Kite Flying in China

WHEN days are spring and nights are still winter with occasional strong winds blowing, it is an ideal time for kite flying. What a great delight to go down the Street of Kites to pick your heart’s desire!

Perhaps, sir, you would like this giant butterfly? It is strong; it balances well, too. See how sensitive its antennæ are? Or perhaps, madam, this beautifully gowned Goddess of the Moon? She is lifesize, and flies so daintily. Yes, sir, this warrior rides well with the wind. Oh yes, this centipede climbs beautifully. It has one hundred legs. This hawk, maybe, sir? It is fully six feet tall and mightier than the live ones. Perhaps the little master likes this turtle with its long tail? Or some nice fish? No? A bigger one? Yes, sir, this hawk is really a good choice. I spent three days on it. It has perfect balance. Yes, yes, we have bows to go with the kite, and string too, thousands of yards of it.

Perhaps that very day is a windy day! Then you go out to a great open space which in the country might be your own garden or even your back yard. You look for a high place. If there is no convenient ‘molehill’ in sight, the roof of the house serves just as well for the smaller specimens. One end of the string is firmly attached to the kite, the other is wound on a strong stick, easy to unwind or to rewind. The kite is taken to the high place, held with its back directly against the current of the wind. When both ends are ready, up goes the kite from a generous upward thrust. The person holding the string quickly manipulates it with great skill. Under experienced guidance, the kite never fails to rise.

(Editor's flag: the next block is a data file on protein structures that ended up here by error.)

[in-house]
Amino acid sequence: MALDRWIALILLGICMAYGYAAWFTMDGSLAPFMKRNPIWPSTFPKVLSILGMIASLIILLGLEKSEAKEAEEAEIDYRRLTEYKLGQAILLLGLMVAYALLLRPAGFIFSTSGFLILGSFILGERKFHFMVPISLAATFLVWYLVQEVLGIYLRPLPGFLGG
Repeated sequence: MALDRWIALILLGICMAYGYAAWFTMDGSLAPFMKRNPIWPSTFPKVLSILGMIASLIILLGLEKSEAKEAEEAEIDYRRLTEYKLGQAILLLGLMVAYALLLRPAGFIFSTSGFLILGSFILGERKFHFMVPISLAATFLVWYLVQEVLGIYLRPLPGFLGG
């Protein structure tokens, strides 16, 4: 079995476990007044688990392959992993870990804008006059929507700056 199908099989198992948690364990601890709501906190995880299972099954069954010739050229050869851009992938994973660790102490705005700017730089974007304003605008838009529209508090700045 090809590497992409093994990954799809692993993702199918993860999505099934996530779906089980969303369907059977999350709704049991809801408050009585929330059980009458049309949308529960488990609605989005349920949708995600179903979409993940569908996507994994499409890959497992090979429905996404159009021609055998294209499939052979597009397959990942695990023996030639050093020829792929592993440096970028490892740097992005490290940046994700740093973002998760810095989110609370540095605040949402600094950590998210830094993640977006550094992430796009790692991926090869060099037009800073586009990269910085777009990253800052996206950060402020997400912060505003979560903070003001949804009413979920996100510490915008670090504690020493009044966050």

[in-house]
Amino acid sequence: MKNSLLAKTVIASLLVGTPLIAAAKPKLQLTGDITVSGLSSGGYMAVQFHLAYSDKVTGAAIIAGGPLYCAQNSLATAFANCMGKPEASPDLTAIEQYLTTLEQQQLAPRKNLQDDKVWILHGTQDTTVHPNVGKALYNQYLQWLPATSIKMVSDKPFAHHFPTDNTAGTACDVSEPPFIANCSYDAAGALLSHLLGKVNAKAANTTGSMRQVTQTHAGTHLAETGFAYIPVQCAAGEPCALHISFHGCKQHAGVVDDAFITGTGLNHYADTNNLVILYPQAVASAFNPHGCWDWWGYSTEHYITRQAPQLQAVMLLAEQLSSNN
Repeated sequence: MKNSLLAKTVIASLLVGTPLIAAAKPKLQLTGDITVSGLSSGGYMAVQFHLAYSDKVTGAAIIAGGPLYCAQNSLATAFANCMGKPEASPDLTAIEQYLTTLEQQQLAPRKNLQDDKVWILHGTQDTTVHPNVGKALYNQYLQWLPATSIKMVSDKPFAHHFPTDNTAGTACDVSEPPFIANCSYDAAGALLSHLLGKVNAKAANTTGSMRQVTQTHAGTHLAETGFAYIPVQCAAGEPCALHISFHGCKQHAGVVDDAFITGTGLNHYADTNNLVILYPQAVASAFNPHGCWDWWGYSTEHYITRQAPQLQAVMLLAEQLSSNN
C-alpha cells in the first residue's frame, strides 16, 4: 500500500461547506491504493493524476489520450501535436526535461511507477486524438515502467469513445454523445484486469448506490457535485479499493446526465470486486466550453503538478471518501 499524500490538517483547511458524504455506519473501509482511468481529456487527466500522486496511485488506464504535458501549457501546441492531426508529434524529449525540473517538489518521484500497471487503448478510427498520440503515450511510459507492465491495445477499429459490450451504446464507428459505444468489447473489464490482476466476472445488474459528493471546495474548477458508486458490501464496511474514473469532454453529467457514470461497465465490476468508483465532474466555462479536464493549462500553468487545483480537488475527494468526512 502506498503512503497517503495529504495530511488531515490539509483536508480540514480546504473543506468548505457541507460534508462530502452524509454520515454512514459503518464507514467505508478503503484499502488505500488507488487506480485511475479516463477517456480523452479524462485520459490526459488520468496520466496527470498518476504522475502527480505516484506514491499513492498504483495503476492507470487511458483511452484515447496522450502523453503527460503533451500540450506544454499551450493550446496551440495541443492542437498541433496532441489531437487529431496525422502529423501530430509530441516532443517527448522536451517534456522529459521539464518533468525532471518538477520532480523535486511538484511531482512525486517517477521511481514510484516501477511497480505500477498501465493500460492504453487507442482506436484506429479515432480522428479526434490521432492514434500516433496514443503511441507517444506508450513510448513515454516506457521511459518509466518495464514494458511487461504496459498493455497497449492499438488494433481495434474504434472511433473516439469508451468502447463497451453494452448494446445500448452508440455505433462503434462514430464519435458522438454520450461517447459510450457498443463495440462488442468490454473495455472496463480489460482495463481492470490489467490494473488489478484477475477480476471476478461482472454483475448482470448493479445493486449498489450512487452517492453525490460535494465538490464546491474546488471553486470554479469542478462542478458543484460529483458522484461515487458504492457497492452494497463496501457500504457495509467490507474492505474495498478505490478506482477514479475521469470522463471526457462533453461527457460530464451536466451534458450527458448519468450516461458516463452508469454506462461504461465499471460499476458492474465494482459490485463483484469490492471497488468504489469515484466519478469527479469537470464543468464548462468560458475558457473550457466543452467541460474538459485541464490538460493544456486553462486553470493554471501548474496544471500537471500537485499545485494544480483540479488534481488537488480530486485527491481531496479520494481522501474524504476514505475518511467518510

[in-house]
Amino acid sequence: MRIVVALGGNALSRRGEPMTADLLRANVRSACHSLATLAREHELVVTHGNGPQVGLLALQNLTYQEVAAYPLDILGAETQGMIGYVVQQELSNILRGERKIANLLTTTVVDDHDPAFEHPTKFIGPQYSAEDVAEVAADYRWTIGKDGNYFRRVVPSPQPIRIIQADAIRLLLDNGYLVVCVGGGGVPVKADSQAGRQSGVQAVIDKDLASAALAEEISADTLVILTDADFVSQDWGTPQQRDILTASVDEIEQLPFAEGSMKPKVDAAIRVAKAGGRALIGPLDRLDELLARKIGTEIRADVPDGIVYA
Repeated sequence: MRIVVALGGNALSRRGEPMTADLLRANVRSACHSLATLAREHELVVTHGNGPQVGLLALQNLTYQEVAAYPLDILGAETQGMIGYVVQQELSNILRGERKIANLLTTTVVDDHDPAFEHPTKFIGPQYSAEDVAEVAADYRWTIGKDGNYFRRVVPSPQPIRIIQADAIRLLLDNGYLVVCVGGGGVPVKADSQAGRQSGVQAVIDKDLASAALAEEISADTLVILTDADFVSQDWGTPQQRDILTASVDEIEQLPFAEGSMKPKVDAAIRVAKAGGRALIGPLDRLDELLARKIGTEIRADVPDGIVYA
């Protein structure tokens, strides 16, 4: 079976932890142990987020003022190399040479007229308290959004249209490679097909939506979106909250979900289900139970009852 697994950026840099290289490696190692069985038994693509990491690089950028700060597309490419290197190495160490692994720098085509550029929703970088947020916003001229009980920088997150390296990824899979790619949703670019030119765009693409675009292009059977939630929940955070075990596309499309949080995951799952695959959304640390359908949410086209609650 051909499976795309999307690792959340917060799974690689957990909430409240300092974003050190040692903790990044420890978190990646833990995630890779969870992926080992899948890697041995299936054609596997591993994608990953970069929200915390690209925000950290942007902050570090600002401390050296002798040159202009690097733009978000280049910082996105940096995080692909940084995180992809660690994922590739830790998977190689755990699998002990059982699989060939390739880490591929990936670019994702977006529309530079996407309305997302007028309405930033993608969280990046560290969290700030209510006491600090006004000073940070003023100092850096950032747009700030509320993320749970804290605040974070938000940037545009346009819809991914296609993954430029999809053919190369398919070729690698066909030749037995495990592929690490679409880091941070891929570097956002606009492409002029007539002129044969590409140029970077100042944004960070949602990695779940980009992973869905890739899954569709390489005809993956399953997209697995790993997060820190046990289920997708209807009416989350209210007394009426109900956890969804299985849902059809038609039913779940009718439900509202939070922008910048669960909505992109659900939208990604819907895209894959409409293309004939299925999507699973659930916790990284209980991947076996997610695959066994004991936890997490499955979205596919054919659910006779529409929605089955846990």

In five minutes our hawk is soaring in the sky, bowing to a gentleman or two, flattering this lady and that, but positively ignoring the numerous butterflies and insects that people the sky. As he mounts higher and higher, the bow strung across his back begins to sing. He joins in the heavenly chorus and dances with pure delight. What a gay masquerade!

Now you tie the end of the string to a strong tree. Take great care to make it fast, lest by chance some child be carried away by this mighty force. You fold your arms and tell your neighbor why your impudent hawk is far superior to his puny gold fish! Then the sun goes down. The ladies and gentlemen slowly descend, followed by the less dignified members of the party. It is time for supper. But our hawk refuses to be just a good fellow. He is a night bird as well.

You can no longer see his wild frolics, but you can still hear him playing his bow. He is doing a solo now and enjoying it. Then, hurry! Bring the lanterns! Seven will do. Light the candles. Pull the hawk halfway down. Tie the lanterns on to the string, one by one, about ten feet apart. There, that’s all done. So there goes the hawk again, but this time carrying a string of red lanterns!

One stands there fascinated, looking at the little red lights hanging in the sky, swinging gently to the music of the bow. One’s little mind is vaguely filled with awesome thoughts of heaven and earth. The night wind is cutting, but one does n’t mind. Only . . . Mother is calling. One must go in. One knows, however, that one will see the lights from the window, and fall asleep with the comfortable knowledge that the lanterns will be there breaking the terrifying spell of vast darkness, and, perhaps, lighting one’s way to heaven, too.